Bacchus Roti Shop (Toronto)

Other than gobbling up poutine, my only other food related goal while visiting Toronto was to try as many different kinds of food as I possibly could, especially the cuisine from a variety of cultures and ethnicity’s. Indian food is all over Toronto, but for whatever reason roti took off in Toronto like tikka masala did in the other 9/10ths of the world. This boggles my mind because here in Los Angeles I have only known roti as a sort of Indian tortilla. As I understand roti, it’s a flat, thin, round bread and sometimes I see it at the Farmer’s Market and eateries thinly stuffed, quesadilla-style with items like spinach. I like it toasted with raita. Anyway – you can understand my curiosity as to how this traditional snack/side dish got so hugely popular in Toronto that entire restaurants are dedicated to it.

Bacchus Roti Shop

Bacchus Roti is situated around the corner from where I was staying in Toronto and came highly recommended by the Internet as well as my hosts. The day before I was set to try it out, I popped into the restaurant to see if they had a to-go menu I could look at and get an idea of what I might order. The only menu in their modest facility was a blackboard fixated on the wall. Patrons order at the counter and can either get their roti to go or they can eat in the posh, post-modern designed dining area.

Though there was no to-go menus, I spied “shrimp curry roti” on the blackboard menu and as I walked out I took a leisure glance at the diners. Behemoth looking square tortilla things were being torn at with knives and forks – giving me a clear image but still mentally dumbfounded idea on the Canadian interpretation of roti. OK. It’s an Indian burrito? Yes, my friends told me, like an Indian burrito.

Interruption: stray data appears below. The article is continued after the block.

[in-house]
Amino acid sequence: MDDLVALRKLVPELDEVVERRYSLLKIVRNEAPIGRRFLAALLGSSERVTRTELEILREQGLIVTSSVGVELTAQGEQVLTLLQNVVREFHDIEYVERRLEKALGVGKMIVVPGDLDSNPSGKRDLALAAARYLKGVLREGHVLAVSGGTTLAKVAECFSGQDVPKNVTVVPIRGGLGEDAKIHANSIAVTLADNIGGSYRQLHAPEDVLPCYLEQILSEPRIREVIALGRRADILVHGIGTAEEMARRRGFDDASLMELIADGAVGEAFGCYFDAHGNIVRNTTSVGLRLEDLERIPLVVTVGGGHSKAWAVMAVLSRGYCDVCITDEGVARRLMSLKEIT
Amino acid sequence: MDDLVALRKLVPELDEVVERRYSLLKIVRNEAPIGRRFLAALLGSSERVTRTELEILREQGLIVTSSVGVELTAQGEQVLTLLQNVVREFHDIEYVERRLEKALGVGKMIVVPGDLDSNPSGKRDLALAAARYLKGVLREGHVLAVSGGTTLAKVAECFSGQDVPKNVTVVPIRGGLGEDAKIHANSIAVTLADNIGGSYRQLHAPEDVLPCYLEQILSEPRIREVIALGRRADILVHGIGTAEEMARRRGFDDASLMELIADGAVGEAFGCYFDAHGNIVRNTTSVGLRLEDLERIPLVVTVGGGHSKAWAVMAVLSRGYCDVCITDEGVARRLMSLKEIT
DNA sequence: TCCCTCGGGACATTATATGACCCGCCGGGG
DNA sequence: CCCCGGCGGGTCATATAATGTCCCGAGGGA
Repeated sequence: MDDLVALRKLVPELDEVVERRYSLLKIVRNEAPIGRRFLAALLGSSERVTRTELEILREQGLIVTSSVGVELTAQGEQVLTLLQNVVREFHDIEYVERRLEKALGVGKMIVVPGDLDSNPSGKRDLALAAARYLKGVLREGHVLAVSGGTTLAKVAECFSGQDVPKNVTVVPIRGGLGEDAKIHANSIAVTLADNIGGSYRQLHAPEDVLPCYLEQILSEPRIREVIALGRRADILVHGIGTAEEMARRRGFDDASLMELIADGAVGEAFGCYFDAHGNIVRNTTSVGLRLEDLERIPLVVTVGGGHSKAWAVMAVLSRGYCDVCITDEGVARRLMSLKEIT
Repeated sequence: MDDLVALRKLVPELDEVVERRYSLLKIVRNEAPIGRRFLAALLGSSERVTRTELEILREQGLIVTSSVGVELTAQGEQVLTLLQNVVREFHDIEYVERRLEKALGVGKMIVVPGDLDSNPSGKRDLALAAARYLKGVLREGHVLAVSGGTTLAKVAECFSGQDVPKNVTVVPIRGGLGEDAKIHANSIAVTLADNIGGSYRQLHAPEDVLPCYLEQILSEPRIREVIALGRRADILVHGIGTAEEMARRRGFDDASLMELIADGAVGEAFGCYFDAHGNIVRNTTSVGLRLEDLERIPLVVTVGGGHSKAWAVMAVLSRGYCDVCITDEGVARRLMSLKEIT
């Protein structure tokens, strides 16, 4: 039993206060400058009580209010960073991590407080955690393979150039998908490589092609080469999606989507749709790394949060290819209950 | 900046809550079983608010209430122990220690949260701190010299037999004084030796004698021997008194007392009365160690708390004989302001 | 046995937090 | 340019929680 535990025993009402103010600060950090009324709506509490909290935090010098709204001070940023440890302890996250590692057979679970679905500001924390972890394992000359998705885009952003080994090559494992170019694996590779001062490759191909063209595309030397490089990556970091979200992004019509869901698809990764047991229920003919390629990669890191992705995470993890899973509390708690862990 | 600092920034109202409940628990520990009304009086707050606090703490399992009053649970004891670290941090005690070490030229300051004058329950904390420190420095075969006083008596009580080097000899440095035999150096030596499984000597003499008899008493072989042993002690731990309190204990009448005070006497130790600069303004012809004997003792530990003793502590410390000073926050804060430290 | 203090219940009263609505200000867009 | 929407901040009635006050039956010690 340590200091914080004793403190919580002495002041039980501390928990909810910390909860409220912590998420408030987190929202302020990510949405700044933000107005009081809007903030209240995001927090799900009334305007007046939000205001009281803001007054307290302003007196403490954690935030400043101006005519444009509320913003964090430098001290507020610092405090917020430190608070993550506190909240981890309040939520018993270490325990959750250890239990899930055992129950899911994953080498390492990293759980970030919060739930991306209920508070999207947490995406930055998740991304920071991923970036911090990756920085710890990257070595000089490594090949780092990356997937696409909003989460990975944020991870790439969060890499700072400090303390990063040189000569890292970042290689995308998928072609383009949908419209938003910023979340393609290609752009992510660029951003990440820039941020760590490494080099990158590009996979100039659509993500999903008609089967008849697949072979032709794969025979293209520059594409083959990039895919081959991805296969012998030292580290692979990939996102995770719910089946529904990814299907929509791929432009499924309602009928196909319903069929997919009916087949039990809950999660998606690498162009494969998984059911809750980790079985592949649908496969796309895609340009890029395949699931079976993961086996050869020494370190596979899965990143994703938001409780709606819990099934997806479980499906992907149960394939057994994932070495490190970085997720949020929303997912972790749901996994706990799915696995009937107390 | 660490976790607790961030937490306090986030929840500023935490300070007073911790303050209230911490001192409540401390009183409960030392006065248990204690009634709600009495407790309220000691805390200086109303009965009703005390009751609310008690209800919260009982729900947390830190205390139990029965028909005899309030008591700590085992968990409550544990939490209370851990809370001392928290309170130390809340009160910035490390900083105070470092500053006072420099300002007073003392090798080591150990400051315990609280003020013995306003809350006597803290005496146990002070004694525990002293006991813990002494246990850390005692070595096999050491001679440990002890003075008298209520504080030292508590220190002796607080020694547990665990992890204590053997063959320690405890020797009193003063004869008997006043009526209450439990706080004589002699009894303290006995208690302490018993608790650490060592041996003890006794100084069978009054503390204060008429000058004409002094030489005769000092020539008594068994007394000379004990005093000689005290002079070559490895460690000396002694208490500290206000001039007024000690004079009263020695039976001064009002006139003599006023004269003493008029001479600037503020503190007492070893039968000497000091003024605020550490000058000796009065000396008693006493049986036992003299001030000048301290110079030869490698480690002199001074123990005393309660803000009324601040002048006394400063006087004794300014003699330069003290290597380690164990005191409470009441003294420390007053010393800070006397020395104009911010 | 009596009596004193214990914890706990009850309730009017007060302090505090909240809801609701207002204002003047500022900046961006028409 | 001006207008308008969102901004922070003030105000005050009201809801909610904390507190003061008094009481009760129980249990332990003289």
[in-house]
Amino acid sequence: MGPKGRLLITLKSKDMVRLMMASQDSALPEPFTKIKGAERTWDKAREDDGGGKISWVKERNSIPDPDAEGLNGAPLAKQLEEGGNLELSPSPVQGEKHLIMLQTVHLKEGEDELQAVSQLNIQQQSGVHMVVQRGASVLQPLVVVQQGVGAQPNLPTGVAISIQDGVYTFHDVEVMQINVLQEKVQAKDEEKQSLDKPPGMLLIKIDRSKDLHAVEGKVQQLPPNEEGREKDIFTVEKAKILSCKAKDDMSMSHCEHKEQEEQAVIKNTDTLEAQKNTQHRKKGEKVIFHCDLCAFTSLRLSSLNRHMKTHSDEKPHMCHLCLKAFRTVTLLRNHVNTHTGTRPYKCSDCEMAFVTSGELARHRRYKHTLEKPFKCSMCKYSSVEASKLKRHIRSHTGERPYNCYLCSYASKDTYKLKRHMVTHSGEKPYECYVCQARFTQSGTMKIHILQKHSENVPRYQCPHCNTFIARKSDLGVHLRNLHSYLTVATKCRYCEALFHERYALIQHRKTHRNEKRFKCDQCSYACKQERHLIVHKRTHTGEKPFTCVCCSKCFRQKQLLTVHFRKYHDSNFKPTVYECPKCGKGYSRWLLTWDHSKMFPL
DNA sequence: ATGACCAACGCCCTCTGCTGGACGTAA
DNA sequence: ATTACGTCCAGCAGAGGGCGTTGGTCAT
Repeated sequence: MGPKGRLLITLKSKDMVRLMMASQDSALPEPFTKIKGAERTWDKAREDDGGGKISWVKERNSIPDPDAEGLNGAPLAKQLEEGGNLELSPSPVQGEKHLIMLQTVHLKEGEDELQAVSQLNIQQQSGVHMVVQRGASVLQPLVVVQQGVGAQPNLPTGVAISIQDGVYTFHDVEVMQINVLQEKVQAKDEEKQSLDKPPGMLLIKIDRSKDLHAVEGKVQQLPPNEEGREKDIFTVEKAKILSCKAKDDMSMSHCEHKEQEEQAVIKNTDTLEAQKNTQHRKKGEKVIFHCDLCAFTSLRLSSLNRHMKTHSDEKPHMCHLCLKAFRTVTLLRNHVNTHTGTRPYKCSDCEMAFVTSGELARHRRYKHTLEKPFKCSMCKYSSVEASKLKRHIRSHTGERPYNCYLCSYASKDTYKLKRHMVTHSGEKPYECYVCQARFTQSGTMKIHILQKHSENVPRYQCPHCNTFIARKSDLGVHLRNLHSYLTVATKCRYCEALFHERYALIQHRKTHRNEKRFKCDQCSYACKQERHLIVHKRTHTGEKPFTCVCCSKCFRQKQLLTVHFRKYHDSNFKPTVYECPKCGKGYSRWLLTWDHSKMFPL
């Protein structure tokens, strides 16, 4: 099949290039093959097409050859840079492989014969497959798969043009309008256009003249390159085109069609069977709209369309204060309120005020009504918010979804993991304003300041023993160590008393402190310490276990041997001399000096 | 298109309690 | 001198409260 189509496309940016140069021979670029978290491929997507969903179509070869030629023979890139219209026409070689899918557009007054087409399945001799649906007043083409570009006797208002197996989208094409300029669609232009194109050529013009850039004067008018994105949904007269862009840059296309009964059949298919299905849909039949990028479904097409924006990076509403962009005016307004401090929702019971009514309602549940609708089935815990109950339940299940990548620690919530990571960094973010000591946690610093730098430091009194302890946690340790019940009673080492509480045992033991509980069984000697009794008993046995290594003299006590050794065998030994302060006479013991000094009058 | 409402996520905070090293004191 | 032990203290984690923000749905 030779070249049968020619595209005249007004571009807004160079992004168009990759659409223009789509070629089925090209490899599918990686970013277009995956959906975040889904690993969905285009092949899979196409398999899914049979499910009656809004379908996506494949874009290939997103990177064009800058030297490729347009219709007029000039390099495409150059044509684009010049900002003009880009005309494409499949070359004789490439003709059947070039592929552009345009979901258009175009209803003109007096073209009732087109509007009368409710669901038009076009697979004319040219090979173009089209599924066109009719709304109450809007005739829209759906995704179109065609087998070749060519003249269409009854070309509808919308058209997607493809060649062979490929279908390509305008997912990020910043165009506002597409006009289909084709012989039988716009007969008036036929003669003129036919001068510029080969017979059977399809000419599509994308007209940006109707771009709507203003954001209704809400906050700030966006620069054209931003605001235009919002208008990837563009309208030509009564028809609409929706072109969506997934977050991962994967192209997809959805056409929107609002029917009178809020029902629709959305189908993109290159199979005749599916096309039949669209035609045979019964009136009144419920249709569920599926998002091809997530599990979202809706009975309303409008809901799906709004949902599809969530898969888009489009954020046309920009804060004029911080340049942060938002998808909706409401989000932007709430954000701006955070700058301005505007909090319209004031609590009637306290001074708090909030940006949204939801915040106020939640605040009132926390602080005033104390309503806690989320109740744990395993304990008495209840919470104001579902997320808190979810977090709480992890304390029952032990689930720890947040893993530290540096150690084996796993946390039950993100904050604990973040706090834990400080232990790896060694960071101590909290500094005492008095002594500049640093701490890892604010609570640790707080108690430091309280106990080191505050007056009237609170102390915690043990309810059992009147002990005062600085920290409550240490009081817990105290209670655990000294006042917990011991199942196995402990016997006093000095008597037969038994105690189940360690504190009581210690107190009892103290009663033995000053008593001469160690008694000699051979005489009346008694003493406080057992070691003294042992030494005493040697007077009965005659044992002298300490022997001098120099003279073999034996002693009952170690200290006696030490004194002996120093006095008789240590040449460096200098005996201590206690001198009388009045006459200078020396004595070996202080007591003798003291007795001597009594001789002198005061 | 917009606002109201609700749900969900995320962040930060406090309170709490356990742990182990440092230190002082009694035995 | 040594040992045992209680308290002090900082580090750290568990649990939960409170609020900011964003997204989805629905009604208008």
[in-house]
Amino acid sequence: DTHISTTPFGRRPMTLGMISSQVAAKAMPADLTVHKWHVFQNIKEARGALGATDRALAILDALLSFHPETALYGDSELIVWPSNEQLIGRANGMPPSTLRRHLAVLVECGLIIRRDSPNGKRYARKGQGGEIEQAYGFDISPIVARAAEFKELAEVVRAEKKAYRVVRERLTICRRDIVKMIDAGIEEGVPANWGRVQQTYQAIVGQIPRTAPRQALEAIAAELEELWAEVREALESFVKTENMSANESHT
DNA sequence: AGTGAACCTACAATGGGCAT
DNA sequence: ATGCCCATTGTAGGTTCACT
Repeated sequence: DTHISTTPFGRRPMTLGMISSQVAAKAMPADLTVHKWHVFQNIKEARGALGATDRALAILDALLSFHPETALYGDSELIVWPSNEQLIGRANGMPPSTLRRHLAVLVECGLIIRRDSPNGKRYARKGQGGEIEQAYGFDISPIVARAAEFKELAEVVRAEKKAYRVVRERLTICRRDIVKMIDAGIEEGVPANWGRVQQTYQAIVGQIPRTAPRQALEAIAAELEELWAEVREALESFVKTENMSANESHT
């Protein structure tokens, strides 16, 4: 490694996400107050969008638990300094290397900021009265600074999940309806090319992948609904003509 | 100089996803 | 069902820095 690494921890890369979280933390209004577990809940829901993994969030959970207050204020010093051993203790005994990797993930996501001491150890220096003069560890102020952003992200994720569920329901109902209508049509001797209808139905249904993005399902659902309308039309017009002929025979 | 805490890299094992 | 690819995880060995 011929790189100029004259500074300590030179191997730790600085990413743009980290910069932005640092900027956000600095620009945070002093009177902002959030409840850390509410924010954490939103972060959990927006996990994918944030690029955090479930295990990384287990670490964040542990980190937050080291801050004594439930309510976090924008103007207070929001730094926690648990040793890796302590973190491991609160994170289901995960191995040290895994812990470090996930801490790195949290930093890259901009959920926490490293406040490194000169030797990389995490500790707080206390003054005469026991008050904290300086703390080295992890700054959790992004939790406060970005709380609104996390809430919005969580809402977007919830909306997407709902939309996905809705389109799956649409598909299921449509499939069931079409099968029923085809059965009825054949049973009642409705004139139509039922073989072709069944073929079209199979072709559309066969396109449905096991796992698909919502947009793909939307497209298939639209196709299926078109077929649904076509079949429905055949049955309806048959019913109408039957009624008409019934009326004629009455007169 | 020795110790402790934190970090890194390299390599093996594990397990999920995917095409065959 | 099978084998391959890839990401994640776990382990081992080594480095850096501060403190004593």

I returned to Bacchus the next day, ready to gorge on the roti-burrito-monstrosity. It was a humid day and I had many errands to attend to, so I’d need a meal to keep me going but not knock me out cold. I was already prepared to only eat half of what I ordered and take the rest back home before starting out my big day. It was the same menu from the previous day (as near as I could tell) and shrimp curry & potato roti still sounded good, so I ordered that (medium on the spice scale) along with a glass of tap water. I’m gestured at to have a seat.
This is what is brought to me:

Toronto Roti
Mystery meal in paper!


The exterior has a crepe-like texture, very delicate and savory. The shrimp was plentiful and tender but that is where my good opinion stops. The potatoes were so overcooked they’re positively mush and the curry was so overwhelming there was no other discernible flavor. This is the most heartbreaking because Indian food should be a freaking Bollywood movie happening to your taste buds; they are all about the spice (and I don’t mean “heat” I mean “flavor”). There was just nothing but curried mush. I would have loved if there were a vegetable or two thrown in and the seasoning had been better managed.
Also, my water never showed up.

Shrimp Curry Roti

I took half of this back to my friends place where I let them have free range over the leftovers. It could have been the humidity, but the roti left a heavy, gross feeling in my stomach all day long and it wasn’t until I forced myself to eat some dinner (delivered sushi) at my friend Spice’s apartment that I felt better again.

Would I eat at Bacchus Roti Shop again? No. Though I’d love to say it was all Bacchus, I did try another Indian related dish (coconut curry dosa) at a totally separate restaurant later that week and found it inedible as well. It was the overuse of curry and not enough variety of spices that I’m used to eating. As my friend Zuzu was able to eat both the other half of the roti and this curry dosa dish, I am theorizing that it is a regional palate difference more than inadequate cooking (though those mushy potatoes were really sad).

Bacchus Roti Shop
1376 Queen St W.
Toronto, ON
M6K 1L7

Bacchus Roti on Urbanspoon


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